This suggests that Koppelman is arguing from the porn-consumers’ point of view, and surely his observations are plausible. But if porn-consumers are not paying merely for a physical sensation, what else are they paying for? Koppelman says:
“They are paying for a fantasy—a kind of fantasy that is appealing to them only in a state of preorgasmic arousal, but a fantasy nonetheless. Moreover, not all uses of pornography are as a prelude to orgasm. (Porn magazines are sold in airports, and the men who purchase them very much want not to have an orgasm, since their other pants are in the luggage. What they want is to pass their time imagining certain things.) The common denominator is not any particular physical effect but the presence of fantasy. The real First Amendment issue here is whether the amendment is implicated when government deliberately interferes with efforts to imagine and describe other worlds.”
Again, Koppelman’s observations are phenomenological plausible, if not correct.
But even if pornography has cognitive content, this is not the end of the matter, because the First Amendment protection of ideas is not absolute, and as far as obscenity jurisprudence is concerned, the relevant standard was set out in Miller v. California, which states:
“The basic guidelines for the trier of fact must be: (a) whether “the average person, applying contemporary community standards” would find that the work, taken as a whole, appeals to the prurient interest, Roth, supra, at 489, (b) whether the work depicts or describes, in a patently offensive way, sexual conduct specifically defined by the applicable state law, and (c) whether the work, taken as a whole, lacks serious literary, artistic, political, or scientific value. If a state obscenity law is thus limited, First Amendment values are adequately protected by ultimate independent appellate review of constitutional claims when necessary.”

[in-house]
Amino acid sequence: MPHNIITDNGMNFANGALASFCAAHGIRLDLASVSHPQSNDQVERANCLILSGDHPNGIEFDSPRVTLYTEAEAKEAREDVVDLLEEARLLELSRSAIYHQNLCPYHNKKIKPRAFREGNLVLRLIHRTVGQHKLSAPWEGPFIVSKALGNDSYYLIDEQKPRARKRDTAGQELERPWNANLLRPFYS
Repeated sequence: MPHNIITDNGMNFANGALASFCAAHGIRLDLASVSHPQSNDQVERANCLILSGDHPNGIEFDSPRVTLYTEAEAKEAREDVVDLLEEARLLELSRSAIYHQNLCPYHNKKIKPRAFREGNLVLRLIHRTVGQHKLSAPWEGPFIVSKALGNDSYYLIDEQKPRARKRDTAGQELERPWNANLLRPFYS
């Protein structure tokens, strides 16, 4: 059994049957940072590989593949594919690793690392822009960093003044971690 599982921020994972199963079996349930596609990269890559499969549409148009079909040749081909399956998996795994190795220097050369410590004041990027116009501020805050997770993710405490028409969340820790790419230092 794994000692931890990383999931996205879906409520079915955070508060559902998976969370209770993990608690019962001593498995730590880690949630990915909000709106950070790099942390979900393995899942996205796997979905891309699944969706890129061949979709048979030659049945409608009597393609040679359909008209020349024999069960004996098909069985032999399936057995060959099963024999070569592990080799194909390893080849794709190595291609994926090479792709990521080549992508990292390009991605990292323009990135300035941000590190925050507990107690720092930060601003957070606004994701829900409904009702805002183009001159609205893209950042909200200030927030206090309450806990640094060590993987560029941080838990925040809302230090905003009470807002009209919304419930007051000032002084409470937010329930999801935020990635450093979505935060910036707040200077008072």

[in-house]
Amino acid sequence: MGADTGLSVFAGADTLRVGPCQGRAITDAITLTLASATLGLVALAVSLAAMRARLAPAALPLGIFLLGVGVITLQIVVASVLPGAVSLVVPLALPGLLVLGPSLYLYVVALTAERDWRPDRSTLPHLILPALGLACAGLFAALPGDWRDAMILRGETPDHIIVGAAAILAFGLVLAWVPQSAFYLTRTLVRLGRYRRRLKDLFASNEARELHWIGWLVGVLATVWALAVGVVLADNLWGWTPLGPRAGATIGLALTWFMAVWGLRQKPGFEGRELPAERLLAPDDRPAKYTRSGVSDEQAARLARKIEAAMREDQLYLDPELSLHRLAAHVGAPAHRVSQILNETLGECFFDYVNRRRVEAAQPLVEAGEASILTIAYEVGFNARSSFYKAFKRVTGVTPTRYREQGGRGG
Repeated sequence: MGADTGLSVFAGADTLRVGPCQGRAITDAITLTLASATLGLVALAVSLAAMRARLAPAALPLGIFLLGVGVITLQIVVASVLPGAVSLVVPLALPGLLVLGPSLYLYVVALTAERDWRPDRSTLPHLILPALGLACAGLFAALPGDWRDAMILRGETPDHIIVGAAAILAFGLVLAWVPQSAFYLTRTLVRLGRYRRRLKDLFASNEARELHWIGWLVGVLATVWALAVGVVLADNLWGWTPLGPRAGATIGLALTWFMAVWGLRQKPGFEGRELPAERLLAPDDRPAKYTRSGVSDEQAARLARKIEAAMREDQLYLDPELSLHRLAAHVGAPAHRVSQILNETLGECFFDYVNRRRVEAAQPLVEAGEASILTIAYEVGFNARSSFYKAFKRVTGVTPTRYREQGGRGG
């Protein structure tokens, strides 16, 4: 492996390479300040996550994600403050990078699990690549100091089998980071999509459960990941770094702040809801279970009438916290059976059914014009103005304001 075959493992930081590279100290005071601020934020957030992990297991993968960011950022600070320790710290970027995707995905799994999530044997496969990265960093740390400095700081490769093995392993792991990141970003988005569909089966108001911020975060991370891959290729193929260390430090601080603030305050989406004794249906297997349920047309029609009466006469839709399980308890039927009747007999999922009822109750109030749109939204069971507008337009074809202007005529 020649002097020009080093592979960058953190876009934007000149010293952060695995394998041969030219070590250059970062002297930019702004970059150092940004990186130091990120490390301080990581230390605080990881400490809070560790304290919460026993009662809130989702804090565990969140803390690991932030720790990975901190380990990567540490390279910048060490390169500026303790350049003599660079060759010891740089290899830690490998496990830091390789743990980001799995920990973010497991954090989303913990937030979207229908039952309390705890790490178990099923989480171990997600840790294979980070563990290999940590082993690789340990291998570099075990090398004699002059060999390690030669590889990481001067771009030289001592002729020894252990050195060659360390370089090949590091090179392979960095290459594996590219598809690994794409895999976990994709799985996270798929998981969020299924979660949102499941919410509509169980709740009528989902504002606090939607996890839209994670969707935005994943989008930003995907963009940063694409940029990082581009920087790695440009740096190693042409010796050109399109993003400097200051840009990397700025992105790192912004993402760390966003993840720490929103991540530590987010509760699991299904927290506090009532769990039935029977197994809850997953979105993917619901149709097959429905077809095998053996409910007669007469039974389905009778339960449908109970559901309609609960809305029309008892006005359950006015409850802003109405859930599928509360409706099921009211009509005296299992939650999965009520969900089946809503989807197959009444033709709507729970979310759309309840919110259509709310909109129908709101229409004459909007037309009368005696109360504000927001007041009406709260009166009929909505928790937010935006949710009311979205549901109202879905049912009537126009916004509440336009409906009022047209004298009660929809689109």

But what exactly is the point of the first two prongs (a and b) if it is only the third prong that is the only sufficient one? After all, if something meets the test of the third prong, it is sufficiently established that it falls under First Amendment protection. I just think it is a weird way of stating things: instead of saying what qualifies for protection, the Supreme Court instead states what does not.
If only the third prong test is sufficient to establish protection under the First Amendment, then this puts judges in a position of aestheticians, a role which they are not familiar with. As Koppelman says, “The adjudicating of questions of high aesthetic theory is a strange task to assign to courts.”